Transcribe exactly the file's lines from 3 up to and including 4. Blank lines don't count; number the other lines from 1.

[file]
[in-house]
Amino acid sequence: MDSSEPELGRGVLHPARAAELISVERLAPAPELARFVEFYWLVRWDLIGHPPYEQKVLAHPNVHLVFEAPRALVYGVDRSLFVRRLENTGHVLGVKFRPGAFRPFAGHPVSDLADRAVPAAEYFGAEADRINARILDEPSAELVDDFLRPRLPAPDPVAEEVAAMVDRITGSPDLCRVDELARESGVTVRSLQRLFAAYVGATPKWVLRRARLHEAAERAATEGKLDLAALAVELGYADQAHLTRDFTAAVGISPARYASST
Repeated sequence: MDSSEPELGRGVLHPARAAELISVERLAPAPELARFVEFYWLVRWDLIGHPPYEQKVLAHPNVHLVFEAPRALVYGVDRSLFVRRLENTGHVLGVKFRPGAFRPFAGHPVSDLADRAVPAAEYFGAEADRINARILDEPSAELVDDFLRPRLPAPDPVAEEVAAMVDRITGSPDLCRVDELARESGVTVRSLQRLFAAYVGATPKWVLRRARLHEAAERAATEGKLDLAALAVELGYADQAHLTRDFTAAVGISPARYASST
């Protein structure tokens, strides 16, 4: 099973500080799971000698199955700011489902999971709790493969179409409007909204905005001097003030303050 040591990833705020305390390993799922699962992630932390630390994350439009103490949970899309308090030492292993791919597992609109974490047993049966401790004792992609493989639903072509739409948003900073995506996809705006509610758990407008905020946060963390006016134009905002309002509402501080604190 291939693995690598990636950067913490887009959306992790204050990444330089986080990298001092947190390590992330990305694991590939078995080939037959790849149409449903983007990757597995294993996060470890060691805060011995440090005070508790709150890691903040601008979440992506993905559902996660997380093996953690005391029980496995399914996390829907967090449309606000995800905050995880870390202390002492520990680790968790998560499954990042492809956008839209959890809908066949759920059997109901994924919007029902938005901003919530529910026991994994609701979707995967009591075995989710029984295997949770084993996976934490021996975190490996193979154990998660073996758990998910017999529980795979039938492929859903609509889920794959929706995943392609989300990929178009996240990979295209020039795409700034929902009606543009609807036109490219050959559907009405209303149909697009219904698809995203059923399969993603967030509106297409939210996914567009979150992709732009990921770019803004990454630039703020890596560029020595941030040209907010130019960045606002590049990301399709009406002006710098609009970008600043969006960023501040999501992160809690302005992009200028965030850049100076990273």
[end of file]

Repeated sequence: MDSSEPELGRGVLHPARAAELISVERLAPAPELARFVEFYWLVRWDLIGHPPYEQKVLAHPNVHLVFEAPRALVYGVDRSLFVRRLENTGHVLGVKFRPGAFRPFAGHPVSDLADRAVPAAEYFGAEADRINARILDEPSAELVDDFLRPRLPAPDPVAEEVAAMVDRITGSPDLCRVDELARESGVTVRSLQRLFAAYVGATPKWVLRRARLHEAAERAATEGKLDLAALAVELGYADQAHLTRDFTAAVGISPARYASST
């Protein structure tokens, strides 16, 4: 099973500080799971000698199955700011489902999971709790493969179409409007909204905005001097003030303050 040591990833705020305390390993799922699962992630932390630390994350439009103490949970899309308090030492292993791919597992609109974490047993049966401790004792992609493989639903072509739409948003900073995506996809705006509610758990407008905020946060963390006016134009905002309002509402501080604190 291939693995690598990636950067913490887009959306992790204050990444330089986080990298001092947190390590992330990305694991590939078995080939037959790849149409449903983007990757597995294993996060470890060691805060011995440090005070508790709150890691903040601008979440992506993905559902996660997380093996953690005391029980496995399914996390829907967090449309606000995800905050995880870390202390002492520990680790968790998560499954990042492809956008839209959890809908066949759920059997109901994924919007029902938005901003919530529910026991994994609701979707995967009591075995989710029984295997949770084993996976934490021996975190490996193979154990998660073996758990998910017999529980795979039938492929859903609509889920794959929706995943392609989300990929178009996240990979295209020039795409700034929902009606543009609807036109490219050959559907009405209303149909697009219904698809995203059923399969993603967030509106297409939210996914567009979150992709732009990921770019803004990454630039703020890596560029020595941030040209907010130019960045606002590049990301399709009406002006710098609009970008600043969006960023501040999501992160809690302005992009200028965030850049100076990273």